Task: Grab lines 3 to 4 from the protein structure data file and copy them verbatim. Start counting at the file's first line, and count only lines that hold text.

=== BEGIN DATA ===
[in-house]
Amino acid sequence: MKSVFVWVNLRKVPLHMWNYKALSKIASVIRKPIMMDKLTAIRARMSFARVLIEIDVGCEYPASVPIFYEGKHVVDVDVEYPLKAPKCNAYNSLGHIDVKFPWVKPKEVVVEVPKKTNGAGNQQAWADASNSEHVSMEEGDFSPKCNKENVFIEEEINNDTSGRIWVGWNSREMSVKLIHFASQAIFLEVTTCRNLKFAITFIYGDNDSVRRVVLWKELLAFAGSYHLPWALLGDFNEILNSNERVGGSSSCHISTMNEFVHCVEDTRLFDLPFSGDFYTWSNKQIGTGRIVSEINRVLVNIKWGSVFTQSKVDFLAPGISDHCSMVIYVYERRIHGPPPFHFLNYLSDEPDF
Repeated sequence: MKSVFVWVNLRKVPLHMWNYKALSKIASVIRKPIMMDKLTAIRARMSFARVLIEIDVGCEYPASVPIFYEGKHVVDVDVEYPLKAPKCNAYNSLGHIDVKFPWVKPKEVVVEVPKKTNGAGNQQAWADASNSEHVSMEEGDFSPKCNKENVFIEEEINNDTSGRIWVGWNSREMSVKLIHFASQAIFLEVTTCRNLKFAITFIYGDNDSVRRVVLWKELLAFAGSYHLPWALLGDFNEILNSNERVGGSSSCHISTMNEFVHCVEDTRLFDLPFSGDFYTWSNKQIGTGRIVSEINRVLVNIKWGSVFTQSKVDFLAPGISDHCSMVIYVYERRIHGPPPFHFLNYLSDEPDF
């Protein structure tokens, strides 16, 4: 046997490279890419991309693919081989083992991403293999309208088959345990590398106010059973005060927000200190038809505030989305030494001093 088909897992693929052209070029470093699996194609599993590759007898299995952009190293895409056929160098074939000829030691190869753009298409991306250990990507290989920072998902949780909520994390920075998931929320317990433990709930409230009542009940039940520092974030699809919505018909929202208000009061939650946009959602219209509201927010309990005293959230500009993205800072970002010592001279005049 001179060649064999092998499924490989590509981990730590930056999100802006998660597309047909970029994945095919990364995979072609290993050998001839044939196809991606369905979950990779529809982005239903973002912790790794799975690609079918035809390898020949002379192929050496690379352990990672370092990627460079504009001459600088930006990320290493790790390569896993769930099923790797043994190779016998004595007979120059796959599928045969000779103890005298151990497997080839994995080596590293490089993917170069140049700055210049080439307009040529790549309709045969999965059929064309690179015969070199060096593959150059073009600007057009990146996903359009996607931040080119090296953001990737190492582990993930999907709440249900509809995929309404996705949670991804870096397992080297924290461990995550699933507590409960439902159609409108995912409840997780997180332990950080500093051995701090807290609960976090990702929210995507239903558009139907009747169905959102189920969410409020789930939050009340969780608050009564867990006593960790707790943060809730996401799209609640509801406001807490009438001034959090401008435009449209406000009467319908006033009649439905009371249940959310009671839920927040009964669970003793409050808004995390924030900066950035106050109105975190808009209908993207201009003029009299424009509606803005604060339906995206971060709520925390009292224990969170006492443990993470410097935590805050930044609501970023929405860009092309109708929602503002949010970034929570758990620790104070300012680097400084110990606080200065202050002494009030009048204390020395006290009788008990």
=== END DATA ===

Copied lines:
Repeated sequence: MKSVFVWVNLRKVPLHMWNYKALSKIASVIRKPIMMDKLTAIRARMSFARVLIEIDVGCEYPASVPIFYEGKHVVDVDVEYPLKAPKCNAYNSLGHIDVKFPWVKPKEVVVEVPKKTNGAGNQQAWADASNSEHVSMEEGDFSPKCNKENVFIEEEINNDTSGRIWVGWNSREMSVKLIHFASQAIFLEVTTCRNLKFAITFIYGDNDSVRRVVLWKELLAFAGSYHLPWALLGDFNEILNSNERVGGSSSCHISTMNEFVHCVEDTRLFDLPFSGDFYTWSNKQIGTGRIVSEINRVLVNIKWGSVFTQSKVDFLAPGISDHCSMVIYVYERRIHGPPPFHFLNYLSDEPDF
């Protein structure tokens, strides 16, 4: 046997490279890419991309693919081989083992991403293999309208088959345990590398106010059973005060927000200190038809505030989305030494001093 088909897992693929052209070029470093699996194609599993590759007898299995952009190293895409056929160098074939000829030691190869753009298409991306250990990507290989920072998902949780909520994390920075998931929320317990433990709930409230009542009940039940520092974030699809919505018909929202208000009061939650946009959602219209509201927010309990005293959230500009993205800072970002010592001279005049 001179060649064999092998499924490989590509981990730590930056999100802006998660597309047909970029994945095919990364995979072609290993050998001839044939196809991606369905979950990779529809982005239903973002912790790794799975690609079918035809390898020949002379192929050496690379352990990672370092990627460079504009001459600088930006990320290493790790390569896993769930099923790797043994190779016998004595007979120059796959599928045969000779103890005298151990497997080839994995080596590293490089993917170069140049700055210049080439307009040529790549309709045969999965059929064309690179015969070199060096593959150059073009600007057009990146996903359009996607931040080119090296953001990737190492582990993930999907709440249900509809995929309404996705949670991804870096397992080297924290461990995550699933507590409960439902159609409108995912409840997780997180332990950080500093051995701090807290609960976090990702929210995507239903558009139907009747169905959102189920969410409020789930939050009340969780608050009564867990006593960790707790943060809730996401799209609640509801406001807490009438001034959090401008435009449209406000009467319908006033009649439905009371249940959310009671839920927040009964669970003793409050808004995390924030900066950035106050109105975190808009209908993207201009003029009299424009509606803005604060339906995206971060709520925390009292224990969170006492443990993470410097935590805050930044609501970023929405860009092309109708929602503002949010970034929570758990620790104070300012680097400084110990606080200065202050002494009030009048204390020395006290009788008990």